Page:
10. Closing the session by doing something soothing or relaxing, such as deep breathing, stretching or listening to music. You should also congratulate yourself for completing the session and acknowledge your progress.

Self-administered EMDR therapy can be an effective way of processing traumatic memories on your own, but it is not a substitute for professional help. You should always consult with a qualified EMDR therapist before starting self-administered EMDR therapy and follow their advice and instructions carefully. You should also seek their support if you encounter any difficulties or adverse effects during or after the session.

Further Reading

If you are interested in learning more about EMDR for transcendence, here are some weblinks that explore this topic:

https://www.ptsduk.org/treatment-help/eye-movement-desensitisation-reprocessing-EMDR/ This website provides an overview of EMDR and how it works, as well as some case studies of people who used EMDR for transcendence.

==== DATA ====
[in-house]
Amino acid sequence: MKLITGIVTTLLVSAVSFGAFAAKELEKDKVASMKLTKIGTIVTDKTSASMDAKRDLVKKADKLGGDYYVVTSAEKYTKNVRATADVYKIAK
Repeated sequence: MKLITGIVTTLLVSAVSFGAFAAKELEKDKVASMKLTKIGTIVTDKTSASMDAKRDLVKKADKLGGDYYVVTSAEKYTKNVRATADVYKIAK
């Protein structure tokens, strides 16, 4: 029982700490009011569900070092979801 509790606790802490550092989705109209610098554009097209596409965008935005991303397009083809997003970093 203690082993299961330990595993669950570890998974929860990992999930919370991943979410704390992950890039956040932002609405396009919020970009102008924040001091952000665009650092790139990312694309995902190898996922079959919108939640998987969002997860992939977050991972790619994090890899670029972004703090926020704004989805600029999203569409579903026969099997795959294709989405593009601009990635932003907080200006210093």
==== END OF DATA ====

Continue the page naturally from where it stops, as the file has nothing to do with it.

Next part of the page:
https://positivepsychology.com/EMDR-therapy/ This website explains the theory and research behind EMDR, and also offers some techniques and exercises that you can try at home to use EMDR for transcendence.

https://www.bacp.co.uk/about-therapy/types-of-therapy/eye-movement-desensitisation-and-reprocessing-EMDR/ This website gives a detailed description of what happens in an EMDR session, and how it can help you with various issues, including transcendence.

https://www.medicalnewstoday.com/articles/325717 This website discusses the benefits, effectiveness, and side effects of EMDR therapy, and also mentions some alternative therapies that can help with trauma recovery and transcendence.

https://www.EMDR.com/transcending-trauma/ This website is dedicated to using EMDR for transcendence. It offers a book, a podcast, and a blog that explore how EMDR can help you achieve personal growth, spiritual awakening, and social change.